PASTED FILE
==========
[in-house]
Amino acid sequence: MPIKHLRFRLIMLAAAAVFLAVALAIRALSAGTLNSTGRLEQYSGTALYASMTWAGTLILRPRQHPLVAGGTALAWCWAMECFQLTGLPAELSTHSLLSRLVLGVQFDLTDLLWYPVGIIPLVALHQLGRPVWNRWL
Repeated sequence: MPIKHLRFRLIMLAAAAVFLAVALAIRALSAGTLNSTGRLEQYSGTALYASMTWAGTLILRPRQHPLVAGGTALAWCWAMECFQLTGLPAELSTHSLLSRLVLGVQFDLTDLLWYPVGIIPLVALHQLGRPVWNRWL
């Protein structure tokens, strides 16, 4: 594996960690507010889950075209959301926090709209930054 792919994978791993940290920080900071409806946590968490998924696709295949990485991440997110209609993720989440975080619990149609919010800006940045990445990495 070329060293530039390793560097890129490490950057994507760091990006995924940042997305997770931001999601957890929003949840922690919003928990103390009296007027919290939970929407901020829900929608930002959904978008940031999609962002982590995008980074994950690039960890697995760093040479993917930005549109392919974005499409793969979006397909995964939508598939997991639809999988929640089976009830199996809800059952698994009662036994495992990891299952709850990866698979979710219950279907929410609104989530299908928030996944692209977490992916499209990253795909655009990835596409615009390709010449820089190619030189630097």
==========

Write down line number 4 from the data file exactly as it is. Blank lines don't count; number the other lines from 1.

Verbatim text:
């Protein structure tokens, strides 16, 4: 594996960690507010889950075209959301926090709209930054 792919994978791993940290920080900071409806946590968490998924696709295949990485991440997110209609993720989440975080619990149609919010800006940045990445990495 070329060293530039390793560097890129490490950057994507760091990006995924940042997305997770931001999601957890929003949840922690919003928990103390009296007027919290939970929407901020829900929608930002959904978008940031999609962002982590995008980074994950690039960890697995760093040479993917930005549109392919974005499409793969979006397909995964939508598939997991639809999988929640089976009830199996809800059952698994009662036994495992990891299952709850990866698979979710219950279907929410609104989530299908928030996944692209977490992916499209990253795909655009990835596409615009390709010449820089190619030189630097």